Applications are being accepted for summer seasonal positions.
The application period is open for summer seasonal positions. Please click on the "Employment" link for more information. More »
Nabesna Area ORV Regulations Proposed by Wrangell-St. Elias
A regulation package for the management of off-road vehicle (ORV) use in the Nabesna District of Wrangell-St. Elias National Park & Preserve was published in the Federal register on Jan. 15. It is available for public review and comment for 60 days. More »
HEADQUARTER’S VISITOR CENTER TO REOPEN FOR THE SUMMER
The Wrangell-St. Elias National Park Visitor Center in Copper Center will re-open on April 1, 2014. More »
Wrangell-St. Elias National Park Seeks Candidates for Subsistence Resource Commission
Nominations for candidates to fill upcoming vacancies on the Wrangell-St. Elias National Park Subsistence Resource Commission are being accepted through March 31, 2014. More »
Hearings Set for Hunting and Domestic Goat Restrictions
The National Park Service is holding public hearings in March on temporary restrictions for certain sport hunting practices in several national preserves in Alaska. WRST will also take comments on a proposal to prohibit domestic goats. More »
An ever present danger in cold climates is hypothermia, a condition created when you lose body heat faster than you create it. Early symptoms of hypothermia include slurred speech, trembling, exhaustion, stumbling, and impaired judgment. Unchecked, symptoms may progress to mental confusion, unconsciousness, and eventually death. Hypothermia can result from cold ambient temperatures between 30 and 60 degrees F, especially when accompanied by wind or rain. Should you get wet, you must be aware that hypothermia will likely follow.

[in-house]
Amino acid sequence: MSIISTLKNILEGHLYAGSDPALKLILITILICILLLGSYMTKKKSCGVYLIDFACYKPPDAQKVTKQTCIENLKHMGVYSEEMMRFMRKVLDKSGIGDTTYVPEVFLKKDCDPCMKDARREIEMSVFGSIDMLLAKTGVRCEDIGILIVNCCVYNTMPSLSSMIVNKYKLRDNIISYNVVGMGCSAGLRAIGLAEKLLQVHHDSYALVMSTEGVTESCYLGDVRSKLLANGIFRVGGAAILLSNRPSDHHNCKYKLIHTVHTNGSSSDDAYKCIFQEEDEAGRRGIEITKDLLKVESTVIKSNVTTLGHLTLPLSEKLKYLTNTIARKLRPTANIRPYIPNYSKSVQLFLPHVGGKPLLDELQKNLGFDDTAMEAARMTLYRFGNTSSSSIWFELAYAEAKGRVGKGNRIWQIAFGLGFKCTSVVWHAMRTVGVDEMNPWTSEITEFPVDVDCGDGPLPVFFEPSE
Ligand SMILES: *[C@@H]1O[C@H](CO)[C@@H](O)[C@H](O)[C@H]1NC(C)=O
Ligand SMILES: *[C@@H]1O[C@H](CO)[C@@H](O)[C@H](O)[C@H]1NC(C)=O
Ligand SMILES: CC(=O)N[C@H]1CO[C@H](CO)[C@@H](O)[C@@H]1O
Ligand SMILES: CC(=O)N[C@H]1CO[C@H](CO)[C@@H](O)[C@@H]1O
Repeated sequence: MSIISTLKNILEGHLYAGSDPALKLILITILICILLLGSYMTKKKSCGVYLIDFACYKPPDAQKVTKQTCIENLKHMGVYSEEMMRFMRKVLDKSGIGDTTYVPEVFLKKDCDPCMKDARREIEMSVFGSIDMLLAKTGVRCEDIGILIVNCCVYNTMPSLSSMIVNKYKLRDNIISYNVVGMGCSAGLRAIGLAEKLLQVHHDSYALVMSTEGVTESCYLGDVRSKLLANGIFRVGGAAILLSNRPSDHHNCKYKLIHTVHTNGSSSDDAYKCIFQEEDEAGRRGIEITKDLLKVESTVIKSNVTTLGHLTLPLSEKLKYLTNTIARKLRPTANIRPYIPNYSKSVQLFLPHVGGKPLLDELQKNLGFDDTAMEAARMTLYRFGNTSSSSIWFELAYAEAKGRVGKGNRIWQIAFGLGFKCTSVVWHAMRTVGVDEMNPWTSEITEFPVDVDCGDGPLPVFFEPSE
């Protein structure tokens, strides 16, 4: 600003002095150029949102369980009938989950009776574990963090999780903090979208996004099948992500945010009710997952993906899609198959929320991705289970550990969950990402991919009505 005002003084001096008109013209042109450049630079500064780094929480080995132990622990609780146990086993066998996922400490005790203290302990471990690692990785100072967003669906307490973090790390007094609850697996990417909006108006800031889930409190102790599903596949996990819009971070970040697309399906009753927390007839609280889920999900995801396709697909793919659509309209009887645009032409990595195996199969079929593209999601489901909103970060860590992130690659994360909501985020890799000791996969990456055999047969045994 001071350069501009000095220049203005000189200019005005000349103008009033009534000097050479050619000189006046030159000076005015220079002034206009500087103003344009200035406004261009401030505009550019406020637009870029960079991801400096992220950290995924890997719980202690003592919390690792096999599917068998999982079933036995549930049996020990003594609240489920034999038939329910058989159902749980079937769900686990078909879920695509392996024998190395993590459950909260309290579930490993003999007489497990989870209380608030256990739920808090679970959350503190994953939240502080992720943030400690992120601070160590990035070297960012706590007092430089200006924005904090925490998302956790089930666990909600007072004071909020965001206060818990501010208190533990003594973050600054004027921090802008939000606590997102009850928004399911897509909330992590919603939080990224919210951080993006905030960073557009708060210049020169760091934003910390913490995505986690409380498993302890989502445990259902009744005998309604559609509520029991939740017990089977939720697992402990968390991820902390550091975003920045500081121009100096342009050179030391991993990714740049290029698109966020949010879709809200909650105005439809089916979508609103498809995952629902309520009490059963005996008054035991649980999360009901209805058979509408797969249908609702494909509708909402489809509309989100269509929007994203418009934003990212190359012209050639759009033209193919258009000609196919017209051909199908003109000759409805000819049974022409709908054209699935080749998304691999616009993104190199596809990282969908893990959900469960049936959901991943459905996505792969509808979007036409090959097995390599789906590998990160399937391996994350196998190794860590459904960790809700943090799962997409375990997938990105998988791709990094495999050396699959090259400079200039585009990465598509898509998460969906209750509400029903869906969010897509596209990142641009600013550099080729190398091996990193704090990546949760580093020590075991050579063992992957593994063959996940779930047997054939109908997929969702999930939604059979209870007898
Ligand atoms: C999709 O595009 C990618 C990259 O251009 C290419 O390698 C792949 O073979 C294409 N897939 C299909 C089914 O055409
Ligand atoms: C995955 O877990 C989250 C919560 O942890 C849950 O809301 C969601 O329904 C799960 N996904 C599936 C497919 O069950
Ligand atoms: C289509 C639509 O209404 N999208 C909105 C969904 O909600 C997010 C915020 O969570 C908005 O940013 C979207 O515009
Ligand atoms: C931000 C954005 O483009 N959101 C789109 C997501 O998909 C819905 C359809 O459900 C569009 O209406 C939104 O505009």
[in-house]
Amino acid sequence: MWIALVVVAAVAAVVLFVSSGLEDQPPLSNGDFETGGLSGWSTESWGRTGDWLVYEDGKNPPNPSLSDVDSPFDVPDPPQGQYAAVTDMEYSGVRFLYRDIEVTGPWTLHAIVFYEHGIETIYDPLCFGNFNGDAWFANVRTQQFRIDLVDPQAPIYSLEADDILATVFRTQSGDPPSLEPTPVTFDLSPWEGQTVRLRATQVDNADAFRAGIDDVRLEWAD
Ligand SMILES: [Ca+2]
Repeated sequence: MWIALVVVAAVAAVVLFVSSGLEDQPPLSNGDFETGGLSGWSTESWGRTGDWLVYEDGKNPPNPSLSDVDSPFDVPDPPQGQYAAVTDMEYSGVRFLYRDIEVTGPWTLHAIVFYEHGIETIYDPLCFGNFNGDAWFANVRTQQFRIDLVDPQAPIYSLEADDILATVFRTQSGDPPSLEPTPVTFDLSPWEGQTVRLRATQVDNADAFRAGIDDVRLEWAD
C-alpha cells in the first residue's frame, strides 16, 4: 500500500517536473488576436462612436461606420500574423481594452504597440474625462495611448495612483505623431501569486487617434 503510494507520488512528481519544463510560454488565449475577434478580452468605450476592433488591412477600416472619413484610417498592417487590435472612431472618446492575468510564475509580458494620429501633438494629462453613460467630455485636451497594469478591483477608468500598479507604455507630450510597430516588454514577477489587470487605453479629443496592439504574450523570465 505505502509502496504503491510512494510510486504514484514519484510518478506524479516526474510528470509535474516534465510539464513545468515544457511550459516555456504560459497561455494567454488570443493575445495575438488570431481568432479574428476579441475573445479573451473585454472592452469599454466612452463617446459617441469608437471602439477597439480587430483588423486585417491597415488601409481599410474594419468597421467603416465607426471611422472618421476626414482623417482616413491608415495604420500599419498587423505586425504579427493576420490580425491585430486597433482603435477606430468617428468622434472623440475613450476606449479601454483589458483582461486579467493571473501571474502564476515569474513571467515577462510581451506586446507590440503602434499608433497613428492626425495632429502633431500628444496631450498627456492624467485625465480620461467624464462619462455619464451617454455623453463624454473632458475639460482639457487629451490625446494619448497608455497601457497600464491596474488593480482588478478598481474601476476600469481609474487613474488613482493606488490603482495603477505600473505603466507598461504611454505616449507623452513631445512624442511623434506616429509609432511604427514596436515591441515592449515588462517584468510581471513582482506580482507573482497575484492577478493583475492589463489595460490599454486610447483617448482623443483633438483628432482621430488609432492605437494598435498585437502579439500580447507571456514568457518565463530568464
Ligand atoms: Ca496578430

Take preventative action: Put on rainwear or warm clothes before you become soaked or cold. Ventilate or remove clothing layers before you sweat. Wrap sleeping bags and clothing in plastic bags. Eat high calorie food throughout the day before you become exhausted. Keep hydrated. Make sure all members of your party are aware of the symptoms of hypothermia and look out for each other.
Treatment: The objective of hypothermia treatment is to rewarm as fast as possible. Begin by finding a spot out of the wind, removing wet clothing, and adding dry layers. "FEED AND HEAT". That is, first provide the body with quick calories that will enable it to produce heat (FEED). Simple foods such as candy bars and hot chocolate will be absorbed the fastest. Follow up with food containing more complex carbohydrates such as bread and fruit. "HEAT" means rewarm quickly by exercising and moving. Walk about or practice isometric exercises inside the tent or shelter. Body movement and exercise will usually affect rewarming considerably more than remaining still under piles of sleeping bags. Avoid alcohol as it increases heat loss.
If a hypothermic patient has ceased shivering, has exhibited a dramatic decrease in mental status such as hallucinations and unconsciousness, and their core body temperature is below 90 degrees, the patient has severe hypothermia. Field rewarming of severely hypothermic patients can be dangerous, and is usually not effective. Transport the patient to the nearest medical facility.
Did You Know?
Wrangell-St. Elias National Park & Preserve has 14,185 square miles of designated wilderness, more than any other unit within the National Park Service system.